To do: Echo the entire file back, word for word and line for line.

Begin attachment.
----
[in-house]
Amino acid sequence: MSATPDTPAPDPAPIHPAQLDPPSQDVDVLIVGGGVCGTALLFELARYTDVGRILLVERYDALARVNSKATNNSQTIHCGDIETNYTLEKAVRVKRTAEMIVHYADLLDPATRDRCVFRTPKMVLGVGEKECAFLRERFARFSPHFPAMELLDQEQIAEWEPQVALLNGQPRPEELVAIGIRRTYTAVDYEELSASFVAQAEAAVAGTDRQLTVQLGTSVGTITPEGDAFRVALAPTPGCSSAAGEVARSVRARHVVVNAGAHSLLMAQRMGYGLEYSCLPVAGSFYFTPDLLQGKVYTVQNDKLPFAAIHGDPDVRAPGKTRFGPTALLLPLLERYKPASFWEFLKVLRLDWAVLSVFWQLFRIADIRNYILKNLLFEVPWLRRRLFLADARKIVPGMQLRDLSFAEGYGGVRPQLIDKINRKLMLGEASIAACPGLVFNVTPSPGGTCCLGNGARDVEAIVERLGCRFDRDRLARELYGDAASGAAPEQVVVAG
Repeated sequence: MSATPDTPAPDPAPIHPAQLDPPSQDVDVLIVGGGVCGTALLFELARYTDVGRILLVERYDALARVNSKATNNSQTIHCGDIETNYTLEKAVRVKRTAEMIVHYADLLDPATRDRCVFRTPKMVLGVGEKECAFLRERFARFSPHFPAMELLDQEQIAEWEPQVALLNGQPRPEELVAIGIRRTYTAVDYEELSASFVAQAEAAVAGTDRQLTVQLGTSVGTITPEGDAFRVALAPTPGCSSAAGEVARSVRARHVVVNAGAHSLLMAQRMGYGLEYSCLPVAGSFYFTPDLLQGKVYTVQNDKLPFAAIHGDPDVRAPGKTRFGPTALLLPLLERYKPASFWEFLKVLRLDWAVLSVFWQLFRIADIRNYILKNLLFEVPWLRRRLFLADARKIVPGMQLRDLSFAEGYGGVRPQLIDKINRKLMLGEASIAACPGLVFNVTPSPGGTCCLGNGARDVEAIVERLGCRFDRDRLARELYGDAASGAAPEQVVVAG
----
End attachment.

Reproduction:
[in-house]
Amino acid sequence: MSATPDTPAPDPAPIHPAQLDPPSQDVDVLIVGGGVCGTALLFELARYTDVGRILLVERYDALARVNSKATNNSQTIHCGDIETNYTLEKAVRVKRTAEMIVHYADLLDPATRDRCVFRTPKMVLGVGEKECAFLRERFARFSPHFPAMELLDQEQIAEWEPQVALLNGQPRPEELVAIGIRRTYTAVDYEELSASFVAQAEAAVAGTDRQLTVQLGTSVGTITPEGDAFRVALAPTPGCSSAAGEVARSVRARHVVVNAGAHSLLMAQRMGYGLEYSCLPVAGSFYFTPDLLQGKVYTVQNDKLPFAAIHGDPDVRAPGKTRFGPTALLLPLLERYKPASFWEFLKVLRLDWAVLSVFWQLFRIADIRNYILKNLLFEVPWLRRRLFLADARKIVPGMQLRDLSFAEGYGGVRPQLIDKINRKLMLGEASIAACPGLVFNVTPSPGGTCCLGNGARDVEAIVERLGCRFDRDRLARELYGDAASGAAPEQVVVAG
Repeated sequence: MSATPDTPAPDPAPIHPAQLDPPSQDVDVLIVGGGVCGTALLFELARYTDVGRILLVERYDALARVNSKATNNSQTIHCGDIETNYTLEKAVRVKRTAEMIVHYADLLDPATRDRCVFRTPKMVLGVGEKECAFLRERFARFSPHFPAMELLDQEQIAEWEPQVALLNGQPRPEELVAIGIRRTYTAVDYEELSASFVAQAEAAVAGTDRQLTVQLGTSVGTITPEGDAFRVALAPTPGCSSAAGEVARSVRARHVVVNAGAHSLLMAQRMGYGLEYSCLPVAGSFYFTPDLLQGKVYTVQNDKLPFAAIHGDPDVRAPGKTRFGPTALLLPLLERYKPASFWEFLKVLRLDWAVLSVFWQLFRIADIRNYILKNLLFEVPWLRRRLFLADARKIVPGMQLRDLSFAEGYGGVRPQLIDKINRKLMLGEASIAACPGLVFNVTPSPGGTCCLGNGARDVEAIVERLGCRFDRDRLARELYGDAASGAAPEQVVVAG